Well, the first thing is that all those extra rebels you see in Prison? The lookalikes and greater resistance. None of that exists in the visual. It’s Amanda and only Amanda.
That is the second, and biggest change in from the visual novel and frankly one I’m not fond of. I’ve spoke about in a post about Amanda and Takuya’s relationship last year, and I still believe it. Amanda is tough as nails, no question, but the visual novel also portrays her as someone completely out of her depth. The last fighter in a war that ended long ago. There is literally no chance for Amanda to win until Takuya comes along, and even that, he’s more focused on saving Yu-no.
I love Amanda, I love her character and I love her relationship to Takuya. Their romantic moment, instead of happening later in the city, actually happens right after they escape and have to eat Kun-Kun, (yes they FUCKING EAT Kun-kun). The news that Illia, her sister is dead is the last wall on her defenses breaking, and Amanda just falls apart. Takuya is there, and comforts her as best he can. After that, Amanda just becomes all about Takuya and wishes, after the ‘war’ to have a life with him.
Now that might come off as tacky to some, I get that, but I really liked it. Again, Amanda is a woman fighting a war that is pretty much over, and being the only one does wonders to sell the desperation and hopelessness of the situation. She clings to Takuya as the one piece of love she has left, and despite that she is still able to be her own person. When they are stuck in the desert and have to resort to eating Kun-kun (yes that ACTUALLY FUCKING HAPPENS), it is Amanda who has to get Takuya on board, giving him some hard lessons on both their world and their culture.
I’ll talk a bit more about her later, but what did you think of this part of the story Zen? We can see that the prison uses the same electric towers that was hidden in Mount Sankaku, which just raises more questions.
It sounds like Amanda’s visual novel incarnation was truly isolated until Takuya shows up, and this diverges from the themes that resulted in the anime conveys. Similarly, I do feel bad for Kun-kun, as well: the fact that the fauna in Dela Grante have sentience is a bit of foreshadowing, but to take a leaf out of Les Stroud’s playbook, in a survival situation, all creatures are fair game. Finally, on the topic of the electric weapons that both the prison and Mount Sankaku possess, it was here where the pieces began falling into place. Whoever had left the towers on Earth, very likely would’ve been the same beings who built the towers at the prison. The vast disconnect between the technological sophistication seen in Dela Grante’s people, and what appears to be possible, hinted a situation seen in H.G. Wells’ The Time Machine, where the Eloi have, in their centuries of decadence, lost all ability to understand and maintain the machinery that sustain their lifestyles.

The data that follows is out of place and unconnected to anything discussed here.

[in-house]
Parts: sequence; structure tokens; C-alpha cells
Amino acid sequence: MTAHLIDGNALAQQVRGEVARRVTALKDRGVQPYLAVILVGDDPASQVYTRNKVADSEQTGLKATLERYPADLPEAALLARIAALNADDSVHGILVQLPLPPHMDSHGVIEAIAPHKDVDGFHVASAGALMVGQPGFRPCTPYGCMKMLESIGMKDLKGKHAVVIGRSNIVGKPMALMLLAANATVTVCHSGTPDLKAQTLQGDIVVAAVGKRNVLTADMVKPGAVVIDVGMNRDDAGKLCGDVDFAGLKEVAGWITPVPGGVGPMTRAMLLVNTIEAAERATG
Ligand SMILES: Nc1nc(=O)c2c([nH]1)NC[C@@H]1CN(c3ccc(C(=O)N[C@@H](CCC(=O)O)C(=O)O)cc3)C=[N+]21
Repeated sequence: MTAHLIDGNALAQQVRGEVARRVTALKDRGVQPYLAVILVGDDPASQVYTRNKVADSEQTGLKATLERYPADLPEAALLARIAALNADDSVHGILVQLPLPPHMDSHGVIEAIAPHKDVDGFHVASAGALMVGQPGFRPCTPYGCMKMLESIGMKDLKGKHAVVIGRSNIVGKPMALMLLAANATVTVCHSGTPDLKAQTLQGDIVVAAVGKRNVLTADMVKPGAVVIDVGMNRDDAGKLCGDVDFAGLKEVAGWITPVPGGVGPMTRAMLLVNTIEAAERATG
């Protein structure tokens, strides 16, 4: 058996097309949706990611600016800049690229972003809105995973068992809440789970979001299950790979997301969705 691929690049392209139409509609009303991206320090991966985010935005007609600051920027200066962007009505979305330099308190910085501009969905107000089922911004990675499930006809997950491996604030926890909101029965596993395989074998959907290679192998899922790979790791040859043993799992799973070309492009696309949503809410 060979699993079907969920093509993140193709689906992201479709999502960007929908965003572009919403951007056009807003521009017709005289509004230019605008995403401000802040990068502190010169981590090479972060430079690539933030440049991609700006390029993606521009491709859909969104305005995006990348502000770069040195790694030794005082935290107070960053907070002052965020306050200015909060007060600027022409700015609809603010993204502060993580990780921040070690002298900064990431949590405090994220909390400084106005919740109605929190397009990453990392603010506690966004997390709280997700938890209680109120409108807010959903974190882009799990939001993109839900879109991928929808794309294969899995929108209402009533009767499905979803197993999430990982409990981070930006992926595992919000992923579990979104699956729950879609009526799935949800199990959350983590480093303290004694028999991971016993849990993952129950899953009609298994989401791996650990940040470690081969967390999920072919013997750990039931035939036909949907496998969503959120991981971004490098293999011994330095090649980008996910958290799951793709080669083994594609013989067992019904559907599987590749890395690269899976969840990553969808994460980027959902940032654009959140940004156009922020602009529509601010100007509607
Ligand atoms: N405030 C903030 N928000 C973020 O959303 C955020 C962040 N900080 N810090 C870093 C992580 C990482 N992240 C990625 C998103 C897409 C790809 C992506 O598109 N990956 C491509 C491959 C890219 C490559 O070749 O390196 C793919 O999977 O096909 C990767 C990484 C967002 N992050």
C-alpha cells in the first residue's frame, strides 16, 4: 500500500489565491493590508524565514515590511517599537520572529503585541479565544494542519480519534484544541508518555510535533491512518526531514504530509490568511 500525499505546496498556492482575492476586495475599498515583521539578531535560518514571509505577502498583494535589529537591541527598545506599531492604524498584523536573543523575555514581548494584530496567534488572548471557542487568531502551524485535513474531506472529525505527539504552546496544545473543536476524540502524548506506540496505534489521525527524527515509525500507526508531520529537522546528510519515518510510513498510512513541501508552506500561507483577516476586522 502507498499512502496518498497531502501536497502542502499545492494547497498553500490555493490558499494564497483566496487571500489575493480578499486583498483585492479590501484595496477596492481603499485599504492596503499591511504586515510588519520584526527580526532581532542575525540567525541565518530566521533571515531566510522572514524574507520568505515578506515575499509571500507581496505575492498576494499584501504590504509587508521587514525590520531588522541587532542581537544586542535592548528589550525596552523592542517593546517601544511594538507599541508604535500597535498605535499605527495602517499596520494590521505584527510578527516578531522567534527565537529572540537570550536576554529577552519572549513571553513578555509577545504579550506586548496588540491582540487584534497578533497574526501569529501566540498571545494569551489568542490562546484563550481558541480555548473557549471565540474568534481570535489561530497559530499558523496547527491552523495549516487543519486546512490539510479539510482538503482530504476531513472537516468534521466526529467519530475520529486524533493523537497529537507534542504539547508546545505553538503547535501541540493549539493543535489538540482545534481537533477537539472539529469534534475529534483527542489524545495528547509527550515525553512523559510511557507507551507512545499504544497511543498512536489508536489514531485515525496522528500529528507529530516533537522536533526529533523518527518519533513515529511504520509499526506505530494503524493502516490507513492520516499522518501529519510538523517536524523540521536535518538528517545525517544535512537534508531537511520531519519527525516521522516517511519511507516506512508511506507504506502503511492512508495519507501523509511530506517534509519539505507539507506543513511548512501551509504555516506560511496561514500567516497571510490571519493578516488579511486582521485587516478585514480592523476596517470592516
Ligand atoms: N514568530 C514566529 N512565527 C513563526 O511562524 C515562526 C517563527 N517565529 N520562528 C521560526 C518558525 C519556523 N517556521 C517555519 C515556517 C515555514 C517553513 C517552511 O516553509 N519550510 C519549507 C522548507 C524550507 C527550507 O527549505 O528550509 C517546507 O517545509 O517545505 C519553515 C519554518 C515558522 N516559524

Notions of a civilisation forgetting how to use the technology is a familiar theme in science fiction: the Ratakans had originally constructed Force-powered super-weapons that could devastate entire worlds, but after their defeat, lost knowledge of their once-great works. The science fiction side of YU-NO is a fascinating one, and Dela Grante is a world that allows the imagination to really wander. In the anime, the focus is on Takuya exploiting his knowledge of the lightning tower to facilitate an escape, but I imagine that in the visual novel, as one is wont to do so while reading a book, the mind’s eye can paint a vivid world that beckons to speculation. It sounds like both the anime and visual novel lay down the groundwork for the biggest surprise in YU-NO, as well: once Amanda and Takuya arrive in the Imperial Capital, they set about their task of destroying the Divine Emperor, and I found that this was perhaps the most impressive revelation in any work I’ve seen in a while.
The reveal of the Divine Emperor actually being Ayumi, the original Ayumi that as at Mount Sankaku in the very first episode was a great reveal. The Emperor herself is not even touched upon in the visual novel, there are no scenes with her, so she’s just mentioned. At this point in the story you’ve probably forgotten completely about that Ayumi, and so when she comes back, it brings everything full circle.
Of course, before that, we meet up with Eriko once more, and also see Yu-no herself, now fully grown and under the control of the Emperor. Eriko though, takes sometime to sit down and explain the entire history of Dela Granto, where in the anime it is explained to Amanda and her cohorts.
Now the story of Dela Granto is actually quite compelling, an advanced civilization on Earth that escape a great calamity, but thanks to that technology, they always find themselves drifting closer and closer to the Earth. That is why they need the ‘priestess’ not for some holy ritual, but to sync with the computer mainframe and re-adjust the course of the floating continent. All of this information though has been lost to time, and instead the world has fallen backwards, and people view Grantia, the scientist who developed this technology, as some sort of god.